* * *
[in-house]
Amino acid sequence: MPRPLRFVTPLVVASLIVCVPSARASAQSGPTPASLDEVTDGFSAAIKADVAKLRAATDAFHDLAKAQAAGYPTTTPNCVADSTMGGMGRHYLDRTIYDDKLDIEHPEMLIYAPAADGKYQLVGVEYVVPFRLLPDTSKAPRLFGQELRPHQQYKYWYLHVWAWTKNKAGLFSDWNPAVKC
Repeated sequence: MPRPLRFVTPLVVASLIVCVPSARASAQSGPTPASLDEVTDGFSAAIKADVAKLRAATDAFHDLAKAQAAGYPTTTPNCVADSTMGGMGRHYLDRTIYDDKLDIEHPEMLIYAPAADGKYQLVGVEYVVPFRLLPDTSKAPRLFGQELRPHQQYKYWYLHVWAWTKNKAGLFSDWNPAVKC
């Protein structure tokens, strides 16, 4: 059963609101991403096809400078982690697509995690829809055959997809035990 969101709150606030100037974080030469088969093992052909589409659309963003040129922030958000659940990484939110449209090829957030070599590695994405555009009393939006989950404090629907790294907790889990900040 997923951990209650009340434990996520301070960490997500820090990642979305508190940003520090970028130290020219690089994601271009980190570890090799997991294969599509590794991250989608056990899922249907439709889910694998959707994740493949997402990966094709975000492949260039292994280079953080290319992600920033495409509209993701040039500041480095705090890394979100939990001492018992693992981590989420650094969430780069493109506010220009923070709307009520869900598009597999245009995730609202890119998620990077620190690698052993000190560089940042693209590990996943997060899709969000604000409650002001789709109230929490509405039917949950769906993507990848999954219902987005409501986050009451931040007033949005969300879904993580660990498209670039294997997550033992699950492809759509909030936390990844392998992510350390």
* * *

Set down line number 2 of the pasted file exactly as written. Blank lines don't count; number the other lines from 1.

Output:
Amino acid sequence: MPRPLRFVTPLVVASLIVCVPSARASAQSGPTPASLDEVTDGFSAAIKADVAKLRAATDAFHDLAKAQAAGYPTTTPNCVADSTMGGMGRHYLDRTIYDDKLDIEHPEMLIYAPAADGKYQLVGVEYVVPFRLLPDTSKAPRLFGQELRPHQQYKYWYLHVWAWTKNKAGLFSDWNPAVKC